As I was walking my dog yesterday, and posting a few pictures on instagram, I realized that I take quite a few pictures of entry gates! Gates are a common feature on many of the large (1 acre plus) lots in Buckhead, and the style of the entry gates often reflect the style of the architecture. Here are some pictures of well done entry gates from my walks over the past few months.
When this house was first built, there were no gates; very few houses on this street have gates. A baseball player (who has since moved) bought the house and installed the gates. To see the inside and back yard of this house (and a “before gates” picture, see my old blog post).
These gates were in front of a house on the Peachtree Battle Home Tour this year. The lanterns are by Bevelo, and placing them on the front of the posts is beautiful and a nice alternative to placing them on top of the posts.
Simple gates in front of a new McAlpine Tankersley house reflect the design style and color palette of the house.
The gates for this house were carefully design to reflect the aesthetic of the house. I love the lanterns on top of the gate posts. To see my blog post on this house, which was featured in Veranda, click here.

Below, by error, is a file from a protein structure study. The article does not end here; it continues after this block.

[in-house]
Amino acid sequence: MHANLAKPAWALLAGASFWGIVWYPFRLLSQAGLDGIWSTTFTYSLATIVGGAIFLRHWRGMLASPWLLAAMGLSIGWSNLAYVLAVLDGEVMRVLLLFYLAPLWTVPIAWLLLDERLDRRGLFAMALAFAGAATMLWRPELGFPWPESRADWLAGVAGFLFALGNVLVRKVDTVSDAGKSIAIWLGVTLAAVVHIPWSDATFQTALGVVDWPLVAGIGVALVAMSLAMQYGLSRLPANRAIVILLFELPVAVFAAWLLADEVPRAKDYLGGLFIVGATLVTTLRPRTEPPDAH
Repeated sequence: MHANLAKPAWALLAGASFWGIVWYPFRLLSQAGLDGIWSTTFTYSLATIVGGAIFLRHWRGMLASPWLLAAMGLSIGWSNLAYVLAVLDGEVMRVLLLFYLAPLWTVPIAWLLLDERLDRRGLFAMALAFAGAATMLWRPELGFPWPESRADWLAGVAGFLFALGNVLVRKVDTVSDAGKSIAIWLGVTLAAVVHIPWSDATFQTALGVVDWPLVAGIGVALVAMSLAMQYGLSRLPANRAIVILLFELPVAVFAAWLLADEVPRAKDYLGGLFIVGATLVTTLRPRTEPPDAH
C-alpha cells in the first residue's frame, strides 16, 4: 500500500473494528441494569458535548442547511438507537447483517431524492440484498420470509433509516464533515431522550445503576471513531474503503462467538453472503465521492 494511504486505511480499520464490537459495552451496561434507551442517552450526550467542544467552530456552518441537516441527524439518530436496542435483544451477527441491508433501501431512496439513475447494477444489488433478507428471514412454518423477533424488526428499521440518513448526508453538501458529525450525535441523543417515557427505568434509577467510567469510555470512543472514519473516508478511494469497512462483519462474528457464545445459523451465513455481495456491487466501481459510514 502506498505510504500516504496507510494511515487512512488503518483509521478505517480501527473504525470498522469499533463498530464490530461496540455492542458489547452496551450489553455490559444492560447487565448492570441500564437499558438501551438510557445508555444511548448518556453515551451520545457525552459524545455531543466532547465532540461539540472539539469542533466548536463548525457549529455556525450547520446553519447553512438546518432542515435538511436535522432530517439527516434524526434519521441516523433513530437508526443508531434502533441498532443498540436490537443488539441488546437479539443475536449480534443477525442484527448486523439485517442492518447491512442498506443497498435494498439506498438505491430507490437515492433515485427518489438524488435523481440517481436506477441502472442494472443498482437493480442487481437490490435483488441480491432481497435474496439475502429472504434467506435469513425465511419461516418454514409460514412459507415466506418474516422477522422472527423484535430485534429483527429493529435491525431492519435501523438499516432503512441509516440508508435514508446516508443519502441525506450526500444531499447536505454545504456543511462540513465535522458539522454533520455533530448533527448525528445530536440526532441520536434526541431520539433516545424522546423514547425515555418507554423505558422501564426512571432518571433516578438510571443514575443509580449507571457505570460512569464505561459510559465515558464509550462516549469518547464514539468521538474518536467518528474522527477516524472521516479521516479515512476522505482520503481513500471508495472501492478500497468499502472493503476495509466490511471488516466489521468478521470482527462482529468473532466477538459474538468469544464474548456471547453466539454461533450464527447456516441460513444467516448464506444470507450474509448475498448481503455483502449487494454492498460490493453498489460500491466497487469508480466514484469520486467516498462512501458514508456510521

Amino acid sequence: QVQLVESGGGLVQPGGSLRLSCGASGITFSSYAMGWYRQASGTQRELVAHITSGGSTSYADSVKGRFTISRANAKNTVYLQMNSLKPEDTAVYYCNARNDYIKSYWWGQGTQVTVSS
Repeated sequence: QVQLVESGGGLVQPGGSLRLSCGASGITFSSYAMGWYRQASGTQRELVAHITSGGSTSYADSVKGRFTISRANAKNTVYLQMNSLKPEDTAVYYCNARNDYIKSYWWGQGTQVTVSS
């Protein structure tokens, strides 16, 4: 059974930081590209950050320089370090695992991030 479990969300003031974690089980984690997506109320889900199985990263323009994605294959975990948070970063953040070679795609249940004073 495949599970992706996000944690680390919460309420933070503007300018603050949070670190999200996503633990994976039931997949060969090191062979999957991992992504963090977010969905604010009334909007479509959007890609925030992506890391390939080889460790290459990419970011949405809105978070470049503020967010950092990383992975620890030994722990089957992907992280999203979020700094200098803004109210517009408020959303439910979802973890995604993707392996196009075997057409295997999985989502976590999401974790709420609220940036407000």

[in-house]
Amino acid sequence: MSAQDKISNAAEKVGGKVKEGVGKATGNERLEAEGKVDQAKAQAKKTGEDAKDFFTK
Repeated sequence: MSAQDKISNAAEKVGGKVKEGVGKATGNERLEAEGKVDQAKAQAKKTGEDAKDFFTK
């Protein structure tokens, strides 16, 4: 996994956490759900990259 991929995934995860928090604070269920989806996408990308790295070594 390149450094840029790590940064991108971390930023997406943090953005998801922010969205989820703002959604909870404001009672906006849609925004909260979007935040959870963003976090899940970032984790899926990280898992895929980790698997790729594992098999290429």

I snapped this picture yesterday. Although it is difficult to see in this picture, the ovals and diamonds on the gate match the same pattern that is on the balustrade on the portico. Note how the gates are on an incline – these open out (towards the bottom of the driveway), which is sometimes necessary given Buckhead’s often hilly topography. The intercom is placed far enough away from the gates so they can open without hitting the waiting car.
This art deco style gate that was obviously custom crafted for this estate! The lanterns are so whimsical – they make me smile.
This gate caught my eye – I like the detailed ironwork. Note that this is an ‘old fashioned’ gate that must be opened and closed by hand!
A simple gate caught my eye on a recent walk. I wonder what the house looks like at the end of this driveway? It is not visible from the road.
This gate caught my eye because of the interesting hardware. Note how the stone on the pilasters flanking the gate is the same as the stone on the house. Also note the lantern, which is placed on the front of the pilaster.
This house was designed by Norman Askins. The gate is charming and the landscape creates a sense of arrival.
This Chippendale style gate looks so delicate. Note how the property is also protected by the rolling topography, which eliminates the need for a fence in addition to a gate.
I have never seen anyone enter or exit through these gates (there is a back entrance to the estate, which might be used more frequently), and they intrigue me every time I see them. This is a 13.5 acre estate, and the driveway is quite long. The property is planted with large mature trees, and the house can't be seen from the road.
I wouldn’t say entry gates are the norm in Buckhead; they tend to be found more frequently in the areas where the lots are larger. Are entry gates a common feature in your neck of the woods?
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